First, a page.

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What Doctors Don't Tell You

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July 2020 (Vol. 5 Issue 5)

Avoiding DVT

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The assumption has always been that deep vein thrombosis (DVT) only occurs on long-haul flights

The assumption has always been that deep vein thrombosis (DVT) only occurs on long-haul flights. But a recent study showing that 17 per cent of flight-related DVT arose during short flights puts paid to that assumption.
According to early Italian evidence published in The Independent, during a relatively short flight to Rome, 4.3 per cent of the 568 passengers developed clots, detected by ultrasound, two of whom went on to suffer a pulmonary embolism. Furthermore, the blood clots develop in the first two to three hours, and grow larger and more dangerous over time.
DVT refers to a blood clot, or throm-bus, in one of the deep veins of the legs (a vein near an artery), usually caused by inactivity. This is life-threatening if the clot breaks off from the wall of the vein and travels through the blood-stream ('embolizes') to end up in the brain, lungs, heart or other organs, where it can cause severe damage.
Researchers in the New Zealand Air Traveller's Thrombosis study looking at 878 air travellers who frequently flew for more than 10 hours at a stretch discovered four passengers with pul-monary embolisms and five with DVT, despite the use of aspirin or com-pression stockings. However, eight of the nine had a risk factor for clotting (Lancet, 2003; 362: 2039-44).
Also, new evidence from Norway suggests that in everyone, including healthy people, the clotting activity of blood temporarily increases while in an airplane by up to 30 per cent (Lancet, 2006; 367: 832-8).
Although aspirin is the conventional preventative of choice for traveller's thrombosis, a study found that 17,000 people would have to be treated in order to prevent a single case of DVT (Medscape Gen Med, 2002; 4: 4).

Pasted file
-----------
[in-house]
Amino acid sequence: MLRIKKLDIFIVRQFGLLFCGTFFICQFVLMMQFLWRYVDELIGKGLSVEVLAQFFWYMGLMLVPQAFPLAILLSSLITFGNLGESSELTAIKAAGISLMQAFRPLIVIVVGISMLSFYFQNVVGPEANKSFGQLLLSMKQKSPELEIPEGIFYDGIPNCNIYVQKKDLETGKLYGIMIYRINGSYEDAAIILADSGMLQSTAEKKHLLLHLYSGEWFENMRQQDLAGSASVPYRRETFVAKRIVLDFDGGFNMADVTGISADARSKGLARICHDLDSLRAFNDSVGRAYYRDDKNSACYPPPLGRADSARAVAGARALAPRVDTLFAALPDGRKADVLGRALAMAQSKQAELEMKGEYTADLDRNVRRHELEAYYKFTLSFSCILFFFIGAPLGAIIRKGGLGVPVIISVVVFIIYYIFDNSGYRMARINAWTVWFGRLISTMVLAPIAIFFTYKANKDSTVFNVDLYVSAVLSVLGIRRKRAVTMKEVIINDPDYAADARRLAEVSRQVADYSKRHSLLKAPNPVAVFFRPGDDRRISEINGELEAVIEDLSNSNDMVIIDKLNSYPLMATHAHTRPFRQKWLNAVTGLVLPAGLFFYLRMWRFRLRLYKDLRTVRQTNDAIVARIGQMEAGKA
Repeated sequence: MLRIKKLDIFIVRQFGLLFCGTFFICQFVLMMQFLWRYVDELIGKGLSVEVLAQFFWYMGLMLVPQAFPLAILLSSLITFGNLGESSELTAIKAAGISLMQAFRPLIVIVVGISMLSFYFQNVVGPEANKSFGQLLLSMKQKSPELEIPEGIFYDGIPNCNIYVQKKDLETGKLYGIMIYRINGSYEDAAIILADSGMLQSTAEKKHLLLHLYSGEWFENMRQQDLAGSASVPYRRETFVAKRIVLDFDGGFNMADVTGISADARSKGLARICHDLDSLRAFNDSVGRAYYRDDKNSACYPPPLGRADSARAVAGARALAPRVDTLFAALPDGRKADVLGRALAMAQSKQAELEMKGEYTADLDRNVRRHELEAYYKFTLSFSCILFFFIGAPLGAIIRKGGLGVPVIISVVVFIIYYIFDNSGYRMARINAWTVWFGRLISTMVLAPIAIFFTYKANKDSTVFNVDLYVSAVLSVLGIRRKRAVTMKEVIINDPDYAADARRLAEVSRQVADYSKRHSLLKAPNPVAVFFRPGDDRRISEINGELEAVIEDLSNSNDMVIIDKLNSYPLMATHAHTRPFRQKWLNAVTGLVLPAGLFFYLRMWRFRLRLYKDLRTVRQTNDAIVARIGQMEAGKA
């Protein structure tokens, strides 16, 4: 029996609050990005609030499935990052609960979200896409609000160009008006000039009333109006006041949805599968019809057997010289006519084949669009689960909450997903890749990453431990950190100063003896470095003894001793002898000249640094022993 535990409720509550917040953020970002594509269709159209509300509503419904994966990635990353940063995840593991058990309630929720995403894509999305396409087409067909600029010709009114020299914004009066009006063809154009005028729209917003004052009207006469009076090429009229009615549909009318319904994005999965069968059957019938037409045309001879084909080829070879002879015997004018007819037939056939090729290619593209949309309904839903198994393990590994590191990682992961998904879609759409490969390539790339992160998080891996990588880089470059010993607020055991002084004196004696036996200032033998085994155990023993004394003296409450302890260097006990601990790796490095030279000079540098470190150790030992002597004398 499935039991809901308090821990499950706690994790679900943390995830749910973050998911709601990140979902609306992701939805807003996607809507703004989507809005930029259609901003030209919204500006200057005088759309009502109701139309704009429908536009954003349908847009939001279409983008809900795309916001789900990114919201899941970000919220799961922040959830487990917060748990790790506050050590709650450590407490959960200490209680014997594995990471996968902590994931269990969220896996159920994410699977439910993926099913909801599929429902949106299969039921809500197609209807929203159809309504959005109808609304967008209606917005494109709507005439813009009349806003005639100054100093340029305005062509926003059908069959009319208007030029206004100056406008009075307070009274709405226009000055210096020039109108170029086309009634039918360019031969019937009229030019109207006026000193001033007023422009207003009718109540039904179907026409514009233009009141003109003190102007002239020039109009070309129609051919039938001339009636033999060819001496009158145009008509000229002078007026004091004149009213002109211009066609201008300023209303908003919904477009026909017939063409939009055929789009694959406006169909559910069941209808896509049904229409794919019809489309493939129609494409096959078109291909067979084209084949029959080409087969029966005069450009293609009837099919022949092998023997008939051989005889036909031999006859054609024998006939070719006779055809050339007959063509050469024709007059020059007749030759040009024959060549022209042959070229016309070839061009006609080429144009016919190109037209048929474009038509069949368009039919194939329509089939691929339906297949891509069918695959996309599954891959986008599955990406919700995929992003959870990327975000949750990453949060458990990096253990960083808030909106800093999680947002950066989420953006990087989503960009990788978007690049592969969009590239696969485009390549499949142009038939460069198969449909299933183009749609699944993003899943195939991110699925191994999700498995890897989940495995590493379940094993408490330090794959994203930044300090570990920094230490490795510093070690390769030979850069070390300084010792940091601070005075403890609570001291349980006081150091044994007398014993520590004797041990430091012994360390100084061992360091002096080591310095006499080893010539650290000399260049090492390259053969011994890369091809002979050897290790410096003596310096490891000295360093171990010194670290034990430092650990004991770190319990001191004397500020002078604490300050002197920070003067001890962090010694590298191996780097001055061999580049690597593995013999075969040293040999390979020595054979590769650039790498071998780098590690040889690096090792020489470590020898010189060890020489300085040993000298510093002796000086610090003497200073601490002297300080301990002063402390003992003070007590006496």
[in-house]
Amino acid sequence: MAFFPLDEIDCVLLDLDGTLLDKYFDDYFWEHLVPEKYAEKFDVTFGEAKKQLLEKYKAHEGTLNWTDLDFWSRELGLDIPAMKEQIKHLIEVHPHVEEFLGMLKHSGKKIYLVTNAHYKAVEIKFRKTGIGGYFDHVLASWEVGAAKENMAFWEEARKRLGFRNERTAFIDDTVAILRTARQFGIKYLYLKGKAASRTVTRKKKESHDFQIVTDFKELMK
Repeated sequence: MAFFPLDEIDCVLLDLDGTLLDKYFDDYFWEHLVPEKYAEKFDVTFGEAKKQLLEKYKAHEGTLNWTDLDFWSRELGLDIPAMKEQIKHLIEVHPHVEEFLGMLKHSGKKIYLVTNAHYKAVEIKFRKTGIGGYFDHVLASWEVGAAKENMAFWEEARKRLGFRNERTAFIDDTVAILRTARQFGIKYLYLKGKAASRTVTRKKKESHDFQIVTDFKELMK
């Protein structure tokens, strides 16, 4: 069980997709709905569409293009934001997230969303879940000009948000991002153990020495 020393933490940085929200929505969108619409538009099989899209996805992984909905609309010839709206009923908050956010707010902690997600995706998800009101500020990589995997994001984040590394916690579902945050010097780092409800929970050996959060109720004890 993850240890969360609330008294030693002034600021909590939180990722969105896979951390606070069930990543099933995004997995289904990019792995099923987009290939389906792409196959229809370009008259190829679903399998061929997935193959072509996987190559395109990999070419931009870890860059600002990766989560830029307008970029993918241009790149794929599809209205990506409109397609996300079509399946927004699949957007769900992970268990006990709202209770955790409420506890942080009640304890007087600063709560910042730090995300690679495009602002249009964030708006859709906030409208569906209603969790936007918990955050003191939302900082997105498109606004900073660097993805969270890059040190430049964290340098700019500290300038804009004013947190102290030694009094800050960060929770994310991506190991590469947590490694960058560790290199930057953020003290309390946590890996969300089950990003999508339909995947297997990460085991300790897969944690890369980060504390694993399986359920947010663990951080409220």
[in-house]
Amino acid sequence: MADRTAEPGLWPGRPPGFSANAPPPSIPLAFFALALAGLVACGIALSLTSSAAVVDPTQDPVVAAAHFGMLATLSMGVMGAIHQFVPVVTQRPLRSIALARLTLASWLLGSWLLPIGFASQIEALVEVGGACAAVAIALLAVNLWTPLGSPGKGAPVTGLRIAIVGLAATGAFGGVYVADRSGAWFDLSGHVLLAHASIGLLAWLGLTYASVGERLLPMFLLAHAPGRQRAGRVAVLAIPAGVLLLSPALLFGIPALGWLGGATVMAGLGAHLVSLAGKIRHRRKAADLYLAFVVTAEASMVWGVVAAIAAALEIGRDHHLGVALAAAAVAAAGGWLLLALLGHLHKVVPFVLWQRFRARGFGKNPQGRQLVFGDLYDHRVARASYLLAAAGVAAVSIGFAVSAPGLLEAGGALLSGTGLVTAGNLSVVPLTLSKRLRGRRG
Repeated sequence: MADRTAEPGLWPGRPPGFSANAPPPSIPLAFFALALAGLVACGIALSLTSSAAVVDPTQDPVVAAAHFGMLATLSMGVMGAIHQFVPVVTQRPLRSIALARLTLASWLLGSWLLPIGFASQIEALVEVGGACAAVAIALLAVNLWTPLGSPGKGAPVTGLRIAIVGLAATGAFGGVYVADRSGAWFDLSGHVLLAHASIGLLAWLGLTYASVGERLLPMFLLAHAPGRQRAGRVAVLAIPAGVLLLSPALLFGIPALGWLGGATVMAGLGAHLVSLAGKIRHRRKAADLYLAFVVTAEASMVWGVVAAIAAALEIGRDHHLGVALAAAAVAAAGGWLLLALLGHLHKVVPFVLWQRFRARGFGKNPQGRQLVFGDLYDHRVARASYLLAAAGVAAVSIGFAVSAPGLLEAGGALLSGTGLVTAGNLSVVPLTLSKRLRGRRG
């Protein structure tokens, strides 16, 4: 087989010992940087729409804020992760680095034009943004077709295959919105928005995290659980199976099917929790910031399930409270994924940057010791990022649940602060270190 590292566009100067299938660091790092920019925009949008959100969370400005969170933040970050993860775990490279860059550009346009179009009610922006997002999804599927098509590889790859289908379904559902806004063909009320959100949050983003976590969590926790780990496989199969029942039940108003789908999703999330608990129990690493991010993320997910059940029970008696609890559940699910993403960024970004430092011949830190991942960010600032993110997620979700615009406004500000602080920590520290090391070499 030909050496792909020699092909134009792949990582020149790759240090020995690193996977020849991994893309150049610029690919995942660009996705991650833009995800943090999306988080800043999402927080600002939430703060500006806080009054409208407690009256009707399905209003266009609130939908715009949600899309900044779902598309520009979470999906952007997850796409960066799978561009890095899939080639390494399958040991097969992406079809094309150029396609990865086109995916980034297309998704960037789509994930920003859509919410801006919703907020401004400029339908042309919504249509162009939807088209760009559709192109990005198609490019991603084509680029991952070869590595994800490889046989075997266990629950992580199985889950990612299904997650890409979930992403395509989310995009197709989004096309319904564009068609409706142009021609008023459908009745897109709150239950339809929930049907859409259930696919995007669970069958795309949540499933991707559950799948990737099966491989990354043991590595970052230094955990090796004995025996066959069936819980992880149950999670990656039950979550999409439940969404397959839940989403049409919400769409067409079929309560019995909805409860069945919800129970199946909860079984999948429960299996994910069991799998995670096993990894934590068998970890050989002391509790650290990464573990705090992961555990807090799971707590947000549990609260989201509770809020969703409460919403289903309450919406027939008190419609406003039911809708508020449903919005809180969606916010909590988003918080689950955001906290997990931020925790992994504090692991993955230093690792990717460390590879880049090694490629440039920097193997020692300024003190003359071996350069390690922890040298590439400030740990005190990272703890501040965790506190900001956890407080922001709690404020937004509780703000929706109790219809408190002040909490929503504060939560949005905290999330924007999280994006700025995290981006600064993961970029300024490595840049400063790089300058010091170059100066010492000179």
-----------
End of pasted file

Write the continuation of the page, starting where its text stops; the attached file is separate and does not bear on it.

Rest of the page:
Happily, besides keeping your feet moving (with a variety of exercises, such as flexing the foot and calf muscles, while seated, for two minutes every half an hour), a number of alternative meas-ures will ensure that you land in the peak of health.

Stay hydrated
Contrary to expectations, a Japanese study found that those who drank one cup of water each hour during a nine-hour flight increased the thickness of their blood. However, those who drank an electrolyte fluid (such as a sports drink) showed no such increases in blood viscosity (JAMA, 2002; 287: 844-5).
Also, although travellers are exhort-ed to avoid wine because of its dehy-drating qualities, the resveratrol found in red wine can reduce blood-platelet stickiness (Thromb Res, 2002; 107: 141-5). Resveratrol pills are available for those who don't drink.

Take anti-clotting nutriceuticals
The best of these is said to be Pycno-genol, a grapeseed extract that can strengthen capillaries and enhance blood flow. This is a registered, trade-marked product created by a French company, and originally derived from the bark of the French maritime pineree. A superantioxidant, it is a stan-dardized mixture of catechins and oligomeric proanthocyanidin complex-es (OPCs)-both of which have been touted as a mild blood-thinner.
French studies have shown that 100 mg/day of proanthocyanidin bolsters capillaries (Bordeaux Med, 1980; 13: 903-7), and 150 mg/day can reduce symptoms of chronic venous insufficiency (Ther Rev Med, 1981; 27-28 Sept: 1793-802).
Nattokinase, an enzyme found in the Japanese fermented soybean foodstuff natto, has been shown to directly break down clots, a process called fibrino-lysis. However, these studies, done in animals, may not apply to humans (Biol Pharmaceut Bull, 1995; 18: 1194-6).
A product called Flite Tabs, containing pinokinase, a proprietary blend of both Pycnogenol and natto-kinase, was recently put to the test among 200 high-risk volunteers, who were given either the active treatment or a placebo before a long-haul flight. Ultrasound scans done before and after the flights showed that those taking the supplement not only suffered no DVTs, but had a statistically significant decrease in DVT. In con-trast, among the controls, five people had developed DVT, and two had suffered superficial thromboses (Angiol-ogy, 2003; 54: T1-3).
Garlic, ginkgo biloba, garlic, flaxseed and even tomato also thin the blood.
Lynne McTaggart

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